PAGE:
As we’ve discussed here many times before, most of the heroes and a good many of the heroines in historical romances are wealthy, or at least comfortably off. Oh, there are the occasional governesses, poor relations, and fallen women sprinkled through the ranks of the heroines, but writers generally write what readers like to read, and that’s Characters Above the Middling Sort.
Not that I’m objecting. If one is reading to escape modern life for the late 18th century, then it’s far more enjoyable to end up in a sunny drawing room in a grand country house than to a noisy spot beside a clattering water-powered loom in a textile factory. Yet too often these affluent heroines (and their mothers and sisters) are depicted as frittering their days away: a little reading, a little music, a little riding, shopping, dressing, heading off to Almack’s, and, of course, a lot of doing whatever the hero is doing.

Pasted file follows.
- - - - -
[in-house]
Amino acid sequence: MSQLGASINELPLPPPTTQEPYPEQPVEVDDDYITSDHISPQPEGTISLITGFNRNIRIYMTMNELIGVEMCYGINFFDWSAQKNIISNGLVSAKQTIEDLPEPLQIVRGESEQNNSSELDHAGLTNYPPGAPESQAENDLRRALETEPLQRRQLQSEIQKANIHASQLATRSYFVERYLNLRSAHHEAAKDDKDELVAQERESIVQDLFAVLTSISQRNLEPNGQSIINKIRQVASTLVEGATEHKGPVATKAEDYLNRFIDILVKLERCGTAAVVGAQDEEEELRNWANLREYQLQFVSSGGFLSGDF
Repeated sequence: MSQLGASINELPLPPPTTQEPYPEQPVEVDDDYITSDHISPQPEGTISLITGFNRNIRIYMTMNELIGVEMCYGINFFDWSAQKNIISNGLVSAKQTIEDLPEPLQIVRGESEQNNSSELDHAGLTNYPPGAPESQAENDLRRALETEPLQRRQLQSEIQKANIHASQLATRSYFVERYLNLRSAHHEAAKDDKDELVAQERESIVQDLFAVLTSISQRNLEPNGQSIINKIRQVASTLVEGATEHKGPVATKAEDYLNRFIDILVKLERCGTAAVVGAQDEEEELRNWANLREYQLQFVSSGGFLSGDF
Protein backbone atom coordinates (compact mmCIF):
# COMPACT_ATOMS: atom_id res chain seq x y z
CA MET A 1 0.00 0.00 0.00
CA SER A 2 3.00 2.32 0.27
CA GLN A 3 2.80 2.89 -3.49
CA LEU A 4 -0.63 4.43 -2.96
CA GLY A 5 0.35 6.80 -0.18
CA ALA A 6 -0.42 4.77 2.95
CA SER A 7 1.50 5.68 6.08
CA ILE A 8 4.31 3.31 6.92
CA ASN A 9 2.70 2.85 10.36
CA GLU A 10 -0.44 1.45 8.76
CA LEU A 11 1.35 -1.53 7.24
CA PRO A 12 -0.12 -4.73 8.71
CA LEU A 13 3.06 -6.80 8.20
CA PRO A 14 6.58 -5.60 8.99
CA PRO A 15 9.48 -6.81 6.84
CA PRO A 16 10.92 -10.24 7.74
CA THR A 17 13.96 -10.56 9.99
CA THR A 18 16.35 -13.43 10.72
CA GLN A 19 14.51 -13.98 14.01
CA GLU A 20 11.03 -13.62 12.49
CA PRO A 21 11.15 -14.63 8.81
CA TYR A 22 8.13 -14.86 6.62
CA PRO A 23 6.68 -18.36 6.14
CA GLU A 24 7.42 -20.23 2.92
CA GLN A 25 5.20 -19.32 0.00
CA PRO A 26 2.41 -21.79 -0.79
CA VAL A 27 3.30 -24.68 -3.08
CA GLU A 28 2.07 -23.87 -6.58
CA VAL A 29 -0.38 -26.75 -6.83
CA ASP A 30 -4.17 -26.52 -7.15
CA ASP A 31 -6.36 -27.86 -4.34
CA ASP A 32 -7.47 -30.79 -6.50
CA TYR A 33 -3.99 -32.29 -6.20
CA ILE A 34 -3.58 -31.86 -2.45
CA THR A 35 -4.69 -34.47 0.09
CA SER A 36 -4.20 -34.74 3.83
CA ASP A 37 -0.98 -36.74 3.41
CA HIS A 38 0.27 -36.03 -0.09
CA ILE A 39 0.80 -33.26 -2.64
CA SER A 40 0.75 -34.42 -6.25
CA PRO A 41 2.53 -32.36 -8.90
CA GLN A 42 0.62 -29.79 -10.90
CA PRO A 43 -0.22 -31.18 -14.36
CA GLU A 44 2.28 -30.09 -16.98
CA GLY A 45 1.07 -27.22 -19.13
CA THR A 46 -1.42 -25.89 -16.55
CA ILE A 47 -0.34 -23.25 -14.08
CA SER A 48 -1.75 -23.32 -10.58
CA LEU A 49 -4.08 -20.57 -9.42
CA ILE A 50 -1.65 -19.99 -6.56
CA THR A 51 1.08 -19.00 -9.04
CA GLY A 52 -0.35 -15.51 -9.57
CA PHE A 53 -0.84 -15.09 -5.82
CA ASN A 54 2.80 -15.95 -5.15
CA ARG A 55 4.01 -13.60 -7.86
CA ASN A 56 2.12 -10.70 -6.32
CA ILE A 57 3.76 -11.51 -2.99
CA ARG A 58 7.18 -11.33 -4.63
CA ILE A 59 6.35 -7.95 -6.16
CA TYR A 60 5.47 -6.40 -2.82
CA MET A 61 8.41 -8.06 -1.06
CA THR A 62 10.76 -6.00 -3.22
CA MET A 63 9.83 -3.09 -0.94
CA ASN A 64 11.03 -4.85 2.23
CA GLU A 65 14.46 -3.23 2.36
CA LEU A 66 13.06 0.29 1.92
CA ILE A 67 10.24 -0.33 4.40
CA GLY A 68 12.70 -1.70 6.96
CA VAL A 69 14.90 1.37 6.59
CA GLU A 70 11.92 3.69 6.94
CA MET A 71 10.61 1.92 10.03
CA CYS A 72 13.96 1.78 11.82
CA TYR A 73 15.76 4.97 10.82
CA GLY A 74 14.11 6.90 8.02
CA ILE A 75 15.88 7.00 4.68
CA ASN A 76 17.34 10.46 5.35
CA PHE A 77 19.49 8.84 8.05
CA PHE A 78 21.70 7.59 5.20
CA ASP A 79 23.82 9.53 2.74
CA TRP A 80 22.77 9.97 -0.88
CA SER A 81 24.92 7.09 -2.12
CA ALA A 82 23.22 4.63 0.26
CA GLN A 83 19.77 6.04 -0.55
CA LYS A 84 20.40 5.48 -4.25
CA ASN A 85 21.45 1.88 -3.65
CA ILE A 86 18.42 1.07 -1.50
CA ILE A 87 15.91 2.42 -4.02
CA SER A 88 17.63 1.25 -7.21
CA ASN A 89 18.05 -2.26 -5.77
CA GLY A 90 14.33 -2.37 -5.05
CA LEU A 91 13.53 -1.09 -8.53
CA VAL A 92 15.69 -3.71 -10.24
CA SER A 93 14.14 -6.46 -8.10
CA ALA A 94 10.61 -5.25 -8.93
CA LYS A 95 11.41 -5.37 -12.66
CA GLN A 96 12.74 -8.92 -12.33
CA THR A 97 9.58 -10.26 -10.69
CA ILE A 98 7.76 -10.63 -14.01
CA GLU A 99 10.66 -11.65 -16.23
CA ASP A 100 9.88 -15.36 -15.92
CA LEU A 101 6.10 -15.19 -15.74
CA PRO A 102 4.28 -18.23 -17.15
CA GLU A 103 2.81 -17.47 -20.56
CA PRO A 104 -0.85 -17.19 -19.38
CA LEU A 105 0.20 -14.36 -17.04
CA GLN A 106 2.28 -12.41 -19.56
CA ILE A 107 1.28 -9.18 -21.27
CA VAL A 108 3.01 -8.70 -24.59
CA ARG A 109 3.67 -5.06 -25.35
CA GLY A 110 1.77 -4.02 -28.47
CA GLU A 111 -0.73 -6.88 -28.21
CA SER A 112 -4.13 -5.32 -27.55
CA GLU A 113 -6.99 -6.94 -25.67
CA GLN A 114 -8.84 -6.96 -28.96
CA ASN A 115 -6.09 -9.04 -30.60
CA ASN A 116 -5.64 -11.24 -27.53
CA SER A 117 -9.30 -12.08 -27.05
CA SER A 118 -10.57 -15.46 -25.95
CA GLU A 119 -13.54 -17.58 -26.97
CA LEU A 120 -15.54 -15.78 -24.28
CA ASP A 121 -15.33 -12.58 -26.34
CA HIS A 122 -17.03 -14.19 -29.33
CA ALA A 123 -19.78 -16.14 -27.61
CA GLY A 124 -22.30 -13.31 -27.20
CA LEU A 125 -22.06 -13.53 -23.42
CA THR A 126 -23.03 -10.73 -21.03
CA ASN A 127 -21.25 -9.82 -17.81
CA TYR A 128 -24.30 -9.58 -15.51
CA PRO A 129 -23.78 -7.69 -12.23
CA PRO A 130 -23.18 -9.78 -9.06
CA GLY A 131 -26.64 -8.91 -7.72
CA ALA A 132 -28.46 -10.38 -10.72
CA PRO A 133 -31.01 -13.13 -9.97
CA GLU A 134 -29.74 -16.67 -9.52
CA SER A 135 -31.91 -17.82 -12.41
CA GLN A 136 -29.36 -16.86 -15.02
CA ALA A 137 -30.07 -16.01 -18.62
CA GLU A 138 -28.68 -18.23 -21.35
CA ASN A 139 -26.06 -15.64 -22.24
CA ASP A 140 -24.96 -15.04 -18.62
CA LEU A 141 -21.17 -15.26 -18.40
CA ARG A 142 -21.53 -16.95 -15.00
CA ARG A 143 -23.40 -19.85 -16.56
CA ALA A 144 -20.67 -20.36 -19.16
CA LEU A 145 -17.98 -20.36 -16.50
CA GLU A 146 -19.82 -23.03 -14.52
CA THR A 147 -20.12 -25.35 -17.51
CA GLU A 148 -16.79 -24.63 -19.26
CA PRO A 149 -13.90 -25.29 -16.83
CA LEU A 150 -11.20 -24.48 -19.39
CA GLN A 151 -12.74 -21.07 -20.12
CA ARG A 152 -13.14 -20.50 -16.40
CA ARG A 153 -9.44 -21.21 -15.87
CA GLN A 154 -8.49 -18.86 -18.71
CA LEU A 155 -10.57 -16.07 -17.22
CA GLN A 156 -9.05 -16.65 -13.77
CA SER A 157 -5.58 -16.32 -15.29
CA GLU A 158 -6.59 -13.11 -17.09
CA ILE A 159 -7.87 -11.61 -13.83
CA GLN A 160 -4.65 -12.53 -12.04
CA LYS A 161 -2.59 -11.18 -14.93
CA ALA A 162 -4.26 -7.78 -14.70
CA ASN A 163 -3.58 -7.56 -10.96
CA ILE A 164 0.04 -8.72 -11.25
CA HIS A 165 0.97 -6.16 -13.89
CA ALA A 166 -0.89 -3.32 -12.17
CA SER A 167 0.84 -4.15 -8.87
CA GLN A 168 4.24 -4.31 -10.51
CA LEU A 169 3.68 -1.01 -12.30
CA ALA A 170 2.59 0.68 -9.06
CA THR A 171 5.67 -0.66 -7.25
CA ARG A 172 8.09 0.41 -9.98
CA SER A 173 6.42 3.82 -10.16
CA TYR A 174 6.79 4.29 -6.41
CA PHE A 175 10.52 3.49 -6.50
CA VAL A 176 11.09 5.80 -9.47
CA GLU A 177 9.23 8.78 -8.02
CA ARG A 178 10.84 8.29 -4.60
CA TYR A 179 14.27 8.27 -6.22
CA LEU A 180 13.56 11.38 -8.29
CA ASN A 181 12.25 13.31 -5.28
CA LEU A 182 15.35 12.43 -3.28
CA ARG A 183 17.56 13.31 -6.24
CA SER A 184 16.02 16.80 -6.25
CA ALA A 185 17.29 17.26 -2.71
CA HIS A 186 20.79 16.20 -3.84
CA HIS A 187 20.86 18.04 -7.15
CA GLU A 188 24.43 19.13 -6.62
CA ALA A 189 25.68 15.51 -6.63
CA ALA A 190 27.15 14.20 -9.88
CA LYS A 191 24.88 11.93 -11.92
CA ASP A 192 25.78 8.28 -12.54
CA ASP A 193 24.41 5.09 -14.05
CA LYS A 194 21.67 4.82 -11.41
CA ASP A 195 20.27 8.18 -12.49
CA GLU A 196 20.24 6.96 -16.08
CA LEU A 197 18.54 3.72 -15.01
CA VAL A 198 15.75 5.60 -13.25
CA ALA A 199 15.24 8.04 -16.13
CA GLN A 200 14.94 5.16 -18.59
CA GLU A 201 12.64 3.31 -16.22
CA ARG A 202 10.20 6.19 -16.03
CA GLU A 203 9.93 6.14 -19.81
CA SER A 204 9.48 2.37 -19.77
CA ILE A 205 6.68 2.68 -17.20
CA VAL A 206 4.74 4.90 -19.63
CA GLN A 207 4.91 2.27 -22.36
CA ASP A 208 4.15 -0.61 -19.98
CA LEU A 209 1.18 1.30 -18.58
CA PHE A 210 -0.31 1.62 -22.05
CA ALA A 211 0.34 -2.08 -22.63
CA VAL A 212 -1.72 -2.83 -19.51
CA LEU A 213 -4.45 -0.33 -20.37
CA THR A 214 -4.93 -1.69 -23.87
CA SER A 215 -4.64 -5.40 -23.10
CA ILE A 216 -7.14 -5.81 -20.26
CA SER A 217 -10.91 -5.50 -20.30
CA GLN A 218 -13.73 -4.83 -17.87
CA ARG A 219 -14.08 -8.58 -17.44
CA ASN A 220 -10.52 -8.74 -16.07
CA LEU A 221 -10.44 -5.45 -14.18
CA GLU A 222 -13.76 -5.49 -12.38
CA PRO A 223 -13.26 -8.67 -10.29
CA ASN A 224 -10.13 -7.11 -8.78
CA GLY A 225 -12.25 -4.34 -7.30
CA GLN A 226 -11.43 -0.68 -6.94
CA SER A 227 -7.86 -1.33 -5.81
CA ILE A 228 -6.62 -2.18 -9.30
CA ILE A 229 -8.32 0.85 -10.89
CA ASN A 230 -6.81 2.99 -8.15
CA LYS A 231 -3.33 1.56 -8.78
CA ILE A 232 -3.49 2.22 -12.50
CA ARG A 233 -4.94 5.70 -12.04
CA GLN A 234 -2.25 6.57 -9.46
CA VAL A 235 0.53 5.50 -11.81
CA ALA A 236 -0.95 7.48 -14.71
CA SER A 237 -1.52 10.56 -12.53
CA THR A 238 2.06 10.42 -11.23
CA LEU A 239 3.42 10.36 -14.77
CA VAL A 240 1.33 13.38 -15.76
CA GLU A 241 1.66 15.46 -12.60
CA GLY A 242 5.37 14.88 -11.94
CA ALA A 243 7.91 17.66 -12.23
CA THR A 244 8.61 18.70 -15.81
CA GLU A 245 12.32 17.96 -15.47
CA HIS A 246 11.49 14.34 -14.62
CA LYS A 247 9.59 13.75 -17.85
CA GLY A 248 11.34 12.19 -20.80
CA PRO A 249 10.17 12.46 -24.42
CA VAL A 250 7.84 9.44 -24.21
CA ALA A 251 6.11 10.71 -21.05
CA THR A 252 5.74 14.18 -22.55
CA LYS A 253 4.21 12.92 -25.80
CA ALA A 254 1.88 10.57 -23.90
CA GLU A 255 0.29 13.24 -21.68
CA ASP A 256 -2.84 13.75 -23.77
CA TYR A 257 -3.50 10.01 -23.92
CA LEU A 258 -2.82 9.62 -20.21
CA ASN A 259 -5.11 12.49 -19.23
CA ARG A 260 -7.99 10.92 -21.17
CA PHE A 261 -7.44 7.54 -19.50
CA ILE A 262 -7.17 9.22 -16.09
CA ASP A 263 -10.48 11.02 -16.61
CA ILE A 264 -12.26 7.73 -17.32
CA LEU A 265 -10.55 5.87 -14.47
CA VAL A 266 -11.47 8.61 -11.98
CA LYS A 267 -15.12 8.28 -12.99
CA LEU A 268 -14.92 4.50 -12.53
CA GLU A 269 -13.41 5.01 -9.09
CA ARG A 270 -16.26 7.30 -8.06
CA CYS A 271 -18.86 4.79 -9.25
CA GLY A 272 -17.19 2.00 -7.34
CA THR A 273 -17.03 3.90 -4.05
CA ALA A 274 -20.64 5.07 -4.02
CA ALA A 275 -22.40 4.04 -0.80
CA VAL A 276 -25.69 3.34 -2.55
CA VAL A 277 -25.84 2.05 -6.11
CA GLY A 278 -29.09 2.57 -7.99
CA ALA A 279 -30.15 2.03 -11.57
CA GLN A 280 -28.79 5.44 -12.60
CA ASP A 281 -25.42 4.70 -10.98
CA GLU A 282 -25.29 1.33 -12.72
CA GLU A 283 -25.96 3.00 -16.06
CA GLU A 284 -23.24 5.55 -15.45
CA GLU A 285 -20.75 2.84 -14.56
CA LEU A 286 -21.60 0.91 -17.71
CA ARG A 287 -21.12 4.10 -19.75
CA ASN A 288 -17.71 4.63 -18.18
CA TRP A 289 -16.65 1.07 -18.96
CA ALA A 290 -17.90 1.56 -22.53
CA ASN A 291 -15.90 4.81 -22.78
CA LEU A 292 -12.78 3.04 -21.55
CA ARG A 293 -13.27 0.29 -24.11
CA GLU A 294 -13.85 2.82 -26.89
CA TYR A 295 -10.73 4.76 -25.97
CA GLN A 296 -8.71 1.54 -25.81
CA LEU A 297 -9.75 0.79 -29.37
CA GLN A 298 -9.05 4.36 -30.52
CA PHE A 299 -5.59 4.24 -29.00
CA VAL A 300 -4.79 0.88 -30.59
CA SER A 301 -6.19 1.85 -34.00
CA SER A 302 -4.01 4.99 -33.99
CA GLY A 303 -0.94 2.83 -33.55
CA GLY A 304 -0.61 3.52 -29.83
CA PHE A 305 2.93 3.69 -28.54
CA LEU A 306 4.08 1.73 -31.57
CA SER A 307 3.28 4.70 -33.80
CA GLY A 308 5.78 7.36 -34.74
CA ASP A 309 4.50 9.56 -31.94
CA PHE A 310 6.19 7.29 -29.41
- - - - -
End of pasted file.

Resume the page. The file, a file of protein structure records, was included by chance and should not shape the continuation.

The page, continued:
In reality, most ladies of the time spent many hours each day in running their household. A house was like a small business in itself, with the lady of the house (usually the wife, but depending on circumstances, an older daughter, spinster sister or widowed aunt) as the CEO, with duties that included bookkeeping, purchasing, personnel, and receiving. Anyone who casually refers to the “idle rich” didn’t know these women, who could both micromanage the proper way to starch their husband’s shirts and oversee the large-scale social event that was a house-party at a country estate that would exhaust a score of modern professional wedding-planners. They were caretakers of the secret family recopies for pewter polish as well as Christmas puddings, and were as adept at hiring a French governess as they were with coping with a pregnant housemaids.